The New 'Charlie Hebdo' Cover Is Inciting All Kinds Of Reactions — And Not All Of Them Are Good
French satirical magazine Charlie Hebdo released the cover for its latest issue on Tuesday, and it makes a powerful, defiant statement about the series of attacks Paris suffered last week. The cartoon drawing is of a French partygoer drinking a glass of champagne while it pours out of bullet holes all over his body. The text surrounding the cartoon says: "They have weapons. F*ck them, we have Champagne!" And as you might imagine, the reactions to the new Charlie Hebdo cover have been almost as strong and visceral as the cartoon itself.
The new issue is a direct response to the six devastating attacks in Paris that left over 130 people dead and at least 352 people injured last Friday. Charlie Hebdo, known for its scathing satire of religion, politics, and other issues, appears to be urging readers to continue standing up for France and French culture in the wake of the terrorist attacks. That message was welcomed by quite a few people on social media on Tuesday; but others were put off by the magazine’s representation of gun violence, since many in Paris are still reeling after losing loved ones just days ago.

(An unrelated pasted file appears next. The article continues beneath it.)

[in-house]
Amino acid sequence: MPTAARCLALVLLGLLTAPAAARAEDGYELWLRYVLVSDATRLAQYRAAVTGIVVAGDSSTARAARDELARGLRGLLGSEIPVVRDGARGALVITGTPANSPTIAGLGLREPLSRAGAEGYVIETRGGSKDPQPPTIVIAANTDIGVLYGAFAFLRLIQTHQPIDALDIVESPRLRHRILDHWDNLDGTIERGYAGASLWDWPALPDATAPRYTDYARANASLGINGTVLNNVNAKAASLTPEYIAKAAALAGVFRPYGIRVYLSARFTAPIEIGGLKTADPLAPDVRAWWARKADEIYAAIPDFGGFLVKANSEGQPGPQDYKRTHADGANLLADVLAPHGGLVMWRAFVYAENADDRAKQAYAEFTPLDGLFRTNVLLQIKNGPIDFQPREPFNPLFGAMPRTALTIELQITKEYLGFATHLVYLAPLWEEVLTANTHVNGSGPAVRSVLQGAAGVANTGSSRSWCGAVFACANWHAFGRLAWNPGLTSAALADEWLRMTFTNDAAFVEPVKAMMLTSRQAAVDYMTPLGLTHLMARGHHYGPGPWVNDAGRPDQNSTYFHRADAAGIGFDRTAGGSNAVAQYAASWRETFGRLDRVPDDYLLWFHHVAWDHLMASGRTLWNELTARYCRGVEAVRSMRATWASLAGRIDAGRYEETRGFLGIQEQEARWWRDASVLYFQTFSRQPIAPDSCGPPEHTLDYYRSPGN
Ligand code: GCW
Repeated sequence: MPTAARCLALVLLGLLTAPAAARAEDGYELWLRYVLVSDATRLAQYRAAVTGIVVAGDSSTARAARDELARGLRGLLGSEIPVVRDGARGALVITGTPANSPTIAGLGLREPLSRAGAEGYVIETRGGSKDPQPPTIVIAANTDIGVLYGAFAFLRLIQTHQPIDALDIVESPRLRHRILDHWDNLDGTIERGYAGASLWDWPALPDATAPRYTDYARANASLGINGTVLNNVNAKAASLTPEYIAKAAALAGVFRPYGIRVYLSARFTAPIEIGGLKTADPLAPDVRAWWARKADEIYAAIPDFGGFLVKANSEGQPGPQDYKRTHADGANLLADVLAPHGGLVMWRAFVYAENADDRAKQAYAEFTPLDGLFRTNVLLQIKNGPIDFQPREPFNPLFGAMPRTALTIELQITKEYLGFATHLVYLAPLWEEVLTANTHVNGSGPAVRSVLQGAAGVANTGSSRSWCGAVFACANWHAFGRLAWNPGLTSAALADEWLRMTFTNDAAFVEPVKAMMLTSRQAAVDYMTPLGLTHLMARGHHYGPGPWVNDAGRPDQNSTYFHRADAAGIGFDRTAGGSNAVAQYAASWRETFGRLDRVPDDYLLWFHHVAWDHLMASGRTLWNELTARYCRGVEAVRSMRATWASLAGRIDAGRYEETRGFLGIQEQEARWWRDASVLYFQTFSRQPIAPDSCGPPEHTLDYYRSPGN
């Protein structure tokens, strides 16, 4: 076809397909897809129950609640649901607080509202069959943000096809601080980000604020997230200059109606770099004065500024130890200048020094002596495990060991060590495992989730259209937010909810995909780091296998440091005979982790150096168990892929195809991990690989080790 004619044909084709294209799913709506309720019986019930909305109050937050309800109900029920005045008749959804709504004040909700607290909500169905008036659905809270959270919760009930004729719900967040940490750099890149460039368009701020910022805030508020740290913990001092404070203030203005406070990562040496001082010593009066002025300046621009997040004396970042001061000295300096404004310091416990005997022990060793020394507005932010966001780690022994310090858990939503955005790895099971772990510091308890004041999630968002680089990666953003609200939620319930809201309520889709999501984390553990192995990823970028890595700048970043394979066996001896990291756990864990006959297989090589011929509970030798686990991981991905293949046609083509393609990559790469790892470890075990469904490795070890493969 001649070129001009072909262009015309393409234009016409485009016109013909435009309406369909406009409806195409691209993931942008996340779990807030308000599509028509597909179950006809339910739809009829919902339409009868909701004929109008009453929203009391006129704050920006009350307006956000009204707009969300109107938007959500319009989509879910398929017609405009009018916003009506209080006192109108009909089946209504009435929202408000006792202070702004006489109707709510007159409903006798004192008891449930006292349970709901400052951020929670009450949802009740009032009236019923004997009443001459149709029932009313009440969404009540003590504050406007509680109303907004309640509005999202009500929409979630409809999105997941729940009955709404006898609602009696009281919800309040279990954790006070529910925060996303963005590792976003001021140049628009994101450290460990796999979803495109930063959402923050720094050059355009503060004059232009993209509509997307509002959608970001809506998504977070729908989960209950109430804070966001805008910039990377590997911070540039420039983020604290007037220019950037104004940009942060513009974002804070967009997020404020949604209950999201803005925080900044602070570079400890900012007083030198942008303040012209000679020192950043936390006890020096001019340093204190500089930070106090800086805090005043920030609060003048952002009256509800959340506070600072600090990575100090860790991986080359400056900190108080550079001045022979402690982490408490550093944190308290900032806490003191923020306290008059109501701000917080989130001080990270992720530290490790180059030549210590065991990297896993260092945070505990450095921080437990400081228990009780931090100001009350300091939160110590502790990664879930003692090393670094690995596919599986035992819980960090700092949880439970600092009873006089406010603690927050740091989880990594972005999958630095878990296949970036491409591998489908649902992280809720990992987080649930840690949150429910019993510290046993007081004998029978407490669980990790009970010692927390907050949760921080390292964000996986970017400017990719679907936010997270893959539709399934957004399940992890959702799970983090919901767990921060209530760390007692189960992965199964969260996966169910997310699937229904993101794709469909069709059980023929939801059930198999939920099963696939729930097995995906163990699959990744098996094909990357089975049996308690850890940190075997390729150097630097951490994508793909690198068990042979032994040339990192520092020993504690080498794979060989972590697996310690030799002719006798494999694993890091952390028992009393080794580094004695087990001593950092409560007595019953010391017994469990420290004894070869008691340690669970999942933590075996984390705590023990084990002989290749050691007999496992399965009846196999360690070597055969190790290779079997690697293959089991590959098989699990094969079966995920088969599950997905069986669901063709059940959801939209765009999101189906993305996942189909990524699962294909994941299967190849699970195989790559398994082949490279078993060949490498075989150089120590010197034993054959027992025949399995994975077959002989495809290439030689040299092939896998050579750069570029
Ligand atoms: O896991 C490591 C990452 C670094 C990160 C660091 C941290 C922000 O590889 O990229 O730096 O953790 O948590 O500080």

Here is the magazine’s powerful cover:
And plenty of people are on Twitter expressing support for the magazine’s strong message — or concerns that the image is too strong and too soon after the Paris attacks:
Some ppl already saying new Charlie Hebdo cover is disrespectful to the dead. It's tasteless, yes, but also sad, funny, defiant, powerful— Katy Lee (@kjalee) November 17, 2015
@kjalee Who knows more about the feelings of those who've lost loved ones and friends to terrorism than the folks at Charlie Hebdo?— David V (@NotARealCheese) November 17, 2015
@nytimes I thimk its insensitive to people that lost family members.— Kamilah Whitfield (@kamilw123) November 17, 2015
That Charlie Hebdo would rally with such a strong message is no surprise. In January of this year, the publication's staff were themselves the victims of a terrorist attack when two men opened fire on staffers at the publication’s central Paris headquarters. The gunmen, who claimed to be members of Al-Qaeda, were angry at the publication’s portrayal of the Muslim prophet Muhammad. Later that same week, the magazine cover featured another cartoon image of Mohammad along with the caption “Je suis Charlie,” a phrase that quickly became synonymous on social media with expressing support for victims of the French attack.
The Huffington Post translated a tweet by Charlie Hebdo artist Corinne Boer, who drew this week’s controversial cover, to everyone who has responded in support: “Thank you for all of your messages,” Boer wrote. “We put a lot of ourselves into this issue. We are leaving nothing out. #f*ckthem See you tomorrow in #CharlieHebdo.”
Image: Charlie Hebdo